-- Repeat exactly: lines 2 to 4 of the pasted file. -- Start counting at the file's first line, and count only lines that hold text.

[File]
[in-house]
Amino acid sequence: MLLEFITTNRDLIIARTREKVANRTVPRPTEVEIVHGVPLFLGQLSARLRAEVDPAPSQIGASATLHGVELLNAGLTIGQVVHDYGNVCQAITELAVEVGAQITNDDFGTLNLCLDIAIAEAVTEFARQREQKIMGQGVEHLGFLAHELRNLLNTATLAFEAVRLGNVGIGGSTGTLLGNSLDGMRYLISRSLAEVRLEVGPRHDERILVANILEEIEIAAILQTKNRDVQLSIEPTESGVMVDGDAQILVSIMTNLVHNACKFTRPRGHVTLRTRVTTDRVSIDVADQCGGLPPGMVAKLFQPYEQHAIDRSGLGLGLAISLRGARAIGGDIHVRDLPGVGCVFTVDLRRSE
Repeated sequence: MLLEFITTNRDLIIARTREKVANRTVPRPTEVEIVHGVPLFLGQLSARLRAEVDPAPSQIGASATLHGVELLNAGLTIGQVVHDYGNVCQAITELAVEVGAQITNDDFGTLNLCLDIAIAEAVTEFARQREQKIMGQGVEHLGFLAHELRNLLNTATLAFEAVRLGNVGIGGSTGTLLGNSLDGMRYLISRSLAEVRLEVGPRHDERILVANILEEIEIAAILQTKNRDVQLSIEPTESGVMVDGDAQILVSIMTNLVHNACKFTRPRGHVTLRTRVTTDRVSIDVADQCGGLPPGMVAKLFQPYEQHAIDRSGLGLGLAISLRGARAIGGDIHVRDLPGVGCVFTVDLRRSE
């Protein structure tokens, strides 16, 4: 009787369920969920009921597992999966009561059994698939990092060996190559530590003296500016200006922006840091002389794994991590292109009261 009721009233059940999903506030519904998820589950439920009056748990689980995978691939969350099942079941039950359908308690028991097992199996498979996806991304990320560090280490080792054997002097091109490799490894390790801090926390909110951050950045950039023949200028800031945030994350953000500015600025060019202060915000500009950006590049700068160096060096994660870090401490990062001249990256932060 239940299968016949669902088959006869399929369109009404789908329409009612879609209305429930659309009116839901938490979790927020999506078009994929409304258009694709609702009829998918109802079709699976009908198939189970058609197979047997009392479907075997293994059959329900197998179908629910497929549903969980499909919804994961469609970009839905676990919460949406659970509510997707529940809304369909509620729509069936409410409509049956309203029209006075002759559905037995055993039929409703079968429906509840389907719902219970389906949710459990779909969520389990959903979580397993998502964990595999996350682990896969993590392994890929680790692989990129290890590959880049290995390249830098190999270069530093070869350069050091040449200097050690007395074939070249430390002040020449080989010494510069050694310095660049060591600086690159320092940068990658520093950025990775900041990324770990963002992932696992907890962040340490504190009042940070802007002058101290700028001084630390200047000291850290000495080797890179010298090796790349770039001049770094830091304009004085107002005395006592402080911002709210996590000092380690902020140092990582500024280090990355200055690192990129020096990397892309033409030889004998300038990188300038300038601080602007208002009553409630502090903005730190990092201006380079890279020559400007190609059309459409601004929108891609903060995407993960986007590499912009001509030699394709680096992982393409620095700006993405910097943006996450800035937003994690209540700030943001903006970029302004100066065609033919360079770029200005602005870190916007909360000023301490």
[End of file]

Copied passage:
Amino acid sequence: MLLEFITTNRDLIIARTREKVANRTVPRPTEVEIVHGVPLFLGQLSARLRAEVDPAPSQIGASATLHGVELLNAGLTIGQVVHDYGNVCQAITELAVEVGAQITNDDFGTLNLCLDIAIAEAVTEFARQREQKIMGQGVEHLGFLAHELRNLLNTATLAFEAVRLGNVGIGGSTGTLLGNSLDGMRYLISRSLAEVRLEVGPRHDERILVANILEEIEIAAILQTKNRDVQLSIEPTESGVMVDGDAQILVSIMTNLVHNACKFTRPRGHVTLRTRVTTDRVSIDVADQCGGLPPGMVAKLFQPYEQHAIDRSGLGLGLAISLRGARAIGGDIHVRDLPGVGCVFTVDLRRSE
Repeated sequence: MLLEFITTNRDLIIARTREKVANRTVPRPTEVEIVHGVPLFLGQLSARLRAEVDPAPSQIGASATLHGVELLNAGLTIGQVVHDYGNVCQAITELAVEVGAQITNDDFGTLNLCLDIAIAEAVTEFARQREQKIMGQGVEHLGFLAHELRNLLNTATLAFEAVRLGNVGIGGSTGTLLGNSLDGMRYLISRSLAEVRLEVGPRHDERILVANILEEIEIAAILQTKNRDVQLSIEPTESGVMVDGDAQILVSIMTNLVHNACKFTRPRGHVTLRTRVTTDRVSIDVADQCGGLPPGMVAKLFQPYEQHAIDRSGLGLGLAISLRGARAIGGDIHVRDLPGVGCVFTVDLRRSE
């Protein structure tokens, strides 16, 4: 009787369920969920009921597992999966009561059994698939990092060996190559530590003296500016200006922006840091002389794994991590292109009261 009721009233059940999903506030519904998820589950439920009056748990689980995978691939969350099942079941039950359908308690028991097992199996498979996806991304990320560090280490080792054997002097091109490799490894390790801090926390909110951050950045950039023949200028800031945030994350953000500015600025060019202060915000500009950006590049700068160096060096994660870090401490990062001249990256932060 239940299968016949669902088959006869399929369109009404789908329409009612879609209305429930659309009116839901938490979790927020999506078009994929409304258009694709609702009829998918109802079709699976009908198939189970058609197979047997009392479907075997293994059959329900197998179908629910497929549903969980499909919804994961469609970009839905676990919460949406659970509510997707529940809304369909509620729509069936409410409509049956309203029209006075002759559905037995055993039929409703079968429906509840389907719902219970389906949710459990779909969520389990959903979580397993998502964990595999996350682990896969993590392994890929680790692989990129290890590959880049290995390249830098190999270069530093070869350069050091040449200097050690007395074939070249430390002040020449080989010494510069050694310095660049060591600086690159320092940068990658520093950025990775900041990324770990963002992932696992907890962040340490504190009042940070802007002058101290700028001084630390200047000291850290000495080797890179010298090796790349770039001049770094830091304009004085107002005395006592402080911002709210996590000092380690902020140092990582500024280090990355200055690192990129020096990397892309033409030889004998300038990188300038300038601080602007208002009553409630502090903005730190990092201006380079890279020559400007190609059309459409601004929108891609903060995407993960986007590499912009001509030699394709680096992982393409620095700006993405910097943006996450800035937003994690209540700030943001903006970029302004100066065609033919360079770029200005602005870190916007909360000023301490």